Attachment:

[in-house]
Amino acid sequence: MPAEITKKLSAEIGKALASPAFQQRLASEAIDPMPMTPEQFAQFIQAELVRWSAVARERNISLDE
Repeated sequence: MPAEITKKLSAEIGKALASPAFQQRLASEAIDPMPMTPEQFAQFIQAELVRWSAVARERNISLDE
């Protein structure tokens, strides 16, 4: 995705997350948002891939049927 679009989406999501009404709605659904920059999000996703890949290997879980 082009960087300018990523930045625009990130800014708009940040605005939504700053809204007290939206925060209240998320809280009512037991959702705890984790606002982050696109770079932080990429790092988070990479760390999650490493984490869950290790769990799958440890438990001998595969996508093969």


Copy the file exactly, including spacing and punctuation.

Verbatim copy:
[in-house]
Amino acid sequence: MPAEITKKLSAEIGKALASPAFQQRLASEAIDPMPMTPEQFAQFIQAELVRWSAVARERNISLDE
Repeated sequence: MPAEITKKLSAEIGKALASPAFQQRLASEAIDPMPMTPEQFAQFIQAELVRWSAVARERNISLDE
């Protein structure tokens, strides 16, 4: 995705997350948002891939049927 679009989406999501009404709605659904920059999000996703890949290997879980 082009960087300018990523930045625009990130800014708009940040605005939504700053809204007290939206925060209240998320809280009512037991959702705890984790606002982050696109770079932080990429790092988070990479760390999650490493984490869950290790769990799958440890438990001998595969996508093969």